📚Good to Great > Transforming good companies into great ones. A Sunday with Jim Collins
People are not the most important asset in a company. Right people are.
Episode #74. Hey Sunday reader 👋🏼
This Sunday, The Timestamp is here again to help you! This past week, I listened to a series of good podcasts about the French media landscape but I am not sure it will be of interest to you Sunday readers. I would like to surf on the good summer vibes of reading recommendations. Last week, I feel blessed that my friend Olivier picked “Le Mage du Kremlin” (Ed. Gallimard) because I put a word about this book in The Timestamp. Book recommendations it was last week; book recommendation this will be this Sunday as well.
I have been catching up on some great books about business for the past few years. But I think the intro part about “Good to Great” written by the famous Jim Collins deserves a dive. This business bible is nothing less than a summary of the results of a long-lasting study. The author and his crew found what differentiates great companies (outperforming their market and their competitors) from good ones (just being on par with their market performance).
I will just focus on the beginning of the book to avoid spoiling you 🙏
Start with people then think
Jim Collins spends the first part of his book exposing how the people factor is important in transforming companies from good to great. Yes, it is so ‘déjà vu’ right?
The striking finding here is not that the right people are the number one factor for outperformance; what matters the most is to start with people… before you even figure out which direction you want to drive your company.
And talking about people, Collins focuses first on the typical profile of the leader who will be most successful at transforming a company from good to great: ‘Level 5 leaders’.
“Compared to high profile leaders with big personalities who make headlines and become celebrities, the good-to-great leaders seem to come from Mars. Self-effacing, quiet, reserved, even shy, these leaders are a paradoxical blend of personal humility and professional will”.
When asked about the success of their company, ‘level 5 leaders’ oftentimes speak of their great team always using the “we” posture. They also make reference to luck “we have been so lucky with the great team we have been able to assemble in this company”.
People in a culture of discipline
The 2 questions that come to mind first then: “ok but then how do you make sure you have the right people in your company” and then “how would you describe the ‘right’ people”?
« All companies have a culture, some companies have discipline, but few companies have a culture of discipline. When you have disciplined people, you don’t need hierarchy ».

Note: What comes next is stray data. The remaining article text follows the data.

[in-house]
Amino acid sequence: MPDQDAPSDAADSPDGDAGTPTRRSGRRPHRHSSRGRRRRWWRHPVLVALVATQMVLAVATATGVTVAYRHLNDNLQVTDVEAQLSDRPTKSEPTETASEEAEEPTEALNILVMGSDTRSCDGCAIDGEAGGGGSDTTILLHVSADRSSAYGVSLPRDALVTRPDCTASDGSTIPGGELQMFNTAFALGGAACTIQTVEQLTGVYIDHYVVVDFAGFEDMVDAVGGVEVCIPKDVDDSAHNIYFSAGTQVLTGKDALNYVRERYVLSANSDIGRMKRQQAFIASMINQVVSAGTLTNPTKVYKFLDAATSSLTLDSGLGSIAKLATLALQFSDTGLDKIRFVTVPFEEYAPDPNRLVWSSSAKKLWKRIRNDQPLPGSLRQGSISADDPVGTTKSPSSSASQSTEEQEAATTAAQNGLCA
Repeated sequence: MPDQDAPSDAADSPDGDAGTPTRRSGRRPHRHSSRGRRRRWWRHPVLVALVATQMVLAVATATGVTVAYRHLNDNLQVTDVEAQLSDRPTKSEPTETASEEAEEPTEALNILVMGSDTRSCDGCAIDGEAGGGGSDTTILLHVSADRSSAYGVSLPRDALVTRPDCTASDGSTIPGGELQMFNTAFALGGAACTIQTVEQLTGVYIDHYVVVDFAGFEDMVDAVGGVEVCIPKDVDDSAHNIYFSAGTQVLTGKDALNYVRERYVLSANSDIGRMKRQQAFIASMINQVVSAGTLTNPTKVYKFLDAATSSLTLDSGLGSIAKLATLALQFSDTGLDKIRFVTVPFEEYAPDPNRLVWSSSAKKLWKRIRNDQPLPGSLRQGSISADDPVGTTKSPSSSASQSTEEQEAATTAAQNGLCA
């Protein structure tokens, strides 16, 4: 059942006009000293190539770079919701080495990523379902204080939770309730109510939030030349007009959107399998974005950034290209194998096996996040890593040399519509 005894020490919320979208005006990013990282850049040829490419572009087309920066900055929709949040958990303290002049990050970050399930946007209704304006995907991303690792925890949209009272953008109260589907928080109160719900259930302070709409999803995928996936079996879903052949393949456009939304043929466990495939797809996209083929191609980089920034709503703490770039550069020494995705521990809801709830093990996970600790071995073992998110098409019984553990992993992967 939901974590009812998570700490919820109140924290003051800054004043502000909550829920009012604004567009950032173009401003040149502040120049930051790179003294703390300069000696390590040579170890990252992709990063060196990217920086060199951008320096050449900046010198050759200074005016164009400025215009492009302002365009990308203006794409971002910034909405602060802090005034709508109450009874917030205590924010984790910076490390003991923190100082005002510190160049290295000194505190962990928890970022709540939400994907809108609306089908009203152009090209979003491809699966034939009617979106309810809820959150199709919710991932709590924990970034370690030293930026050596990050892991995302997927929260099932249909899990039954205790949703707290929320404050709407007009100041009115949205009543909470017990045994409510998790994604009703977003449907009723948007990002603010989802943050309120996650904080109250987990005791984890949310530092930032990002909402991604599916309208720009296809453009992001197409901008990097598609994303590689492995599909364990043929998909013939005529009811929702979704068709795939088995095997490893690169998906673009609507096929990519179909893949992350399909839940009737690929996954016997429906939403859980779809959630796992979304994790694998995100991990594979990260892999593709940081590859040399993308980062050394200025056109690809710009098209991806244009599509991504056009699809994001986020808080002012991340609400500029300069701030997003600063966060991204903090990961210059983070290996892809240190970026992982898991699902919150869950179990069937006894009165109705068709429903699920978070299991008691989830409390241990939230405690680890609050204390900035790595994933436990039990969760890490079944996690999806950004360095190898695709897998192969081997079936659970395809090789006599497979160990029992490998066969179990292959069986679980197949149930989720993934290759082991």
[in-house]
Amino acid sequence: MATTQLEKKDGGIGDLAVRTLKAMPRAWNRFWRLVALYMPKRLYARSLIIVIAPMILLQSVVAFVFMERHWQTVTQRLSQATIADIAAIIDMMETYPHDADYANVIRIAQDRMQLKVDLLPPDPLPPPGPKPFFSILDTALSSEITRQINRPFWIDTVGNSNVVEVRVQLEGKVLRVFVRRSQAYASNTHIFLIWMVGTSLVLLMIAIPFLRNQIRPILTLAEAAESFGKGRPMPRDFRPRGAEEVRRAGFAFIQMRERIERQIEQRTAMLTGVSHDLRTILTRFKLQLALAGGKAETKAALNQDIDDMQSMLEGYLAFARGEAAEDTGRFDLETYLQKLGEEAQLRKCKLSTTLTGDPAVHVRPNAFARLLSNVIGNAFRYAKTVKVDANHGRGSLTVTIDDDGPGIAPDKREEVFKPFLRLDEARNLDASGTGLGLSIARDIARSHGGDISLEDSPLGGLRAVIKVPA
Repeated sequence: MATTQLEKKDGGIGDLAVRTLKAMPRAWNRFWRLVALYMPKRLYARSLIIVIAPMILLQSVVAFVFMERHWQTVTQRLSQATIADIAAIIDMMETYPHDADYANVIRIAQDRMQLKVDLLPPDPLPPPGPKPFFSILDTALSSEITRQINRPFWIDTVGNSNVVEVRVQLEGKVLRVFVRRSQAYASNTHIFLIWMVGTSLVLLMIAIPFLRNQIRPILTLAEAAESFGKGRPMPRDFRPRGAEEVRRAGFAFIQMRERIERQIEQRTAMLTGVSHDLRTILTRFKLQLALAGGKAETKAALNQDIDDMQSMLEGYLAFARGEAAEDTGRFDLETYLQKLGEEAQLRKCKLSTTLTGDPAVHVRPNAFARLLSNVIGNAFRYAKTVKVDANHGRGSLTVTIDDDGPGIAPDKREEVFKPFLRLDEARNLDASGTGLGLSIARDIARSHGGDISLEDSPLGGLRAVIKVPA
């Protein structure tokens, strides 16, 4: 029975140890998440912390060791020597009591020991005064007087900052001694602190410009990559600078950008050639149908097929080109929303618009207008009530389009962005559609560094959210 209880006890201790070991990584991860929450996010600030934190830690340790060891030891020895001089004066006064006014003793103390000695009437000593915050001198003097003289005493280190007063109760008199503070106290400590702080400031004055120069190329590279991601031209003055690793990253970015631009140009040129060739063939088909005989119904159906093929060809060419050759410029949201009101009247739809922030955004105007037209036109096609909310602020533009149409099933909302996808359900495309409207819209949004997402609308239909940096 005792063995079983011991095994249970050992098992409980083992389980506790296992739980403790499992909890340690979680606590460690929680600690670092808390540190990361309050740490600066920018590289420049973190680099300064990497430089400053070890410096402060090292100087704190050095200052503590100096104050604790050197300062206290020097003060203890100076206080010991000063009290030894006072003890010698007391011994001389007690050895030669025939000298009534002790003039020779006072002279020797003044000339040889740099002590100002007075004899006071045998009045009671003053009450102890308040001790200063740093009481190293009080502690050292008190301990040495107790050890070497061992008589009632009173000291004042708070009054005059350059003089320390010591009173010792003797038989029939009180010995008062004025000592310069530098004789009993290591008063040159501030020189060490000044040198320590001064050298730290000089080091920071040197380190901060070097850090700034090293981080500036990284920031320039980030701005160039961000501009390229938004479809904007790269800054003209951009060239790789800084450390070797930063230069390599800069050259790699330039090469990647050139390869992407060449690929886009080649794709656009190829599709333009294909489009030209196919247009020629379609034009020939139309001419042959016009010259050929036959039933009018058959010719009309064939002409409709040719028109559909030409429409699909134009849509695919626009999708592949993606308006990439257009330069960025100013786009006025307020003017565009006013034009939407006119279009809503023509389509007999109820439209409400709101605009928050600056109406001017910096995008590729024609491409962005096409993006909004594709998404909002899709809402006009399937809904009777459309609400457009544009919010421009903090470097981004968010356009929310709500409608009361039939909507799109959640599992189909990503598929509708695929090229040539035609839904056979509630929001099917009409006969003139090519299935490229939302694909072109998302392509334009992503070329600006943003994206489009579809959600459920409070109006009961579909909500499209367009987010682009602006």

The author gives 3 hints to inject the right discipline:
“When in doubt, don't hire. Keep looking.” The growth rate of great companies depends on their ability to hire great people.
“When you know you need to make a people change, act.” This also means you have to make sure people are in the right position in your company.
“Put your. best people on your biggest opportunities, not your biggest problems”.
« The moment you feel the need to tightly manage someone, you've made a hiring mistake » .
Good to great principles
In case you just need some more clues before reading the book yourself, here are a few key takeaways :
Do not focus only on what to do to become great. Focus on what you should stop doing.
Technology is never the basis for transforming a company from good to great. Technology is an accelerator.
Mergers & acquisitions have no impact to foster a change from good to great; assemble 2 mediocre companies… and you will just obtain a bigger mediocre company.
Good-to-great companies pay zero attention to motivating their employees. Having the right people creates an automatic alignment and motivation framework. The change follows naturally.
More About Jim Collins 🎙
The most valuable asset in life from this podcast 👇
🤝 Think of what is more valuable in life, relationships or transactions? Ask a friend who benefits the most from your relationship > if both answer ‘me’, it is a great relationship you do not want to stop.
✍🏾 Writing is like running, if it is not hard, you are probably not making progress.
⏰ Flywheel effect and the Stockdale paradox > think of fueling with 20% change from 6 to 12 then measure what comes out from 12 to 6. Success comes from making slight changes (20%) more often than changing too much 👉 changing 20% to have an 80% effect.
🪙 Bad outcomes do not necessarily come from bad decisions. No decision is often worse than a bad decision.
Jim Collins is the author of some of the most popular business books in history, including Good to Great, Beyond Entrepreneurship (BE 2.0), Built to Last, How The Mighty Fall, and many more.
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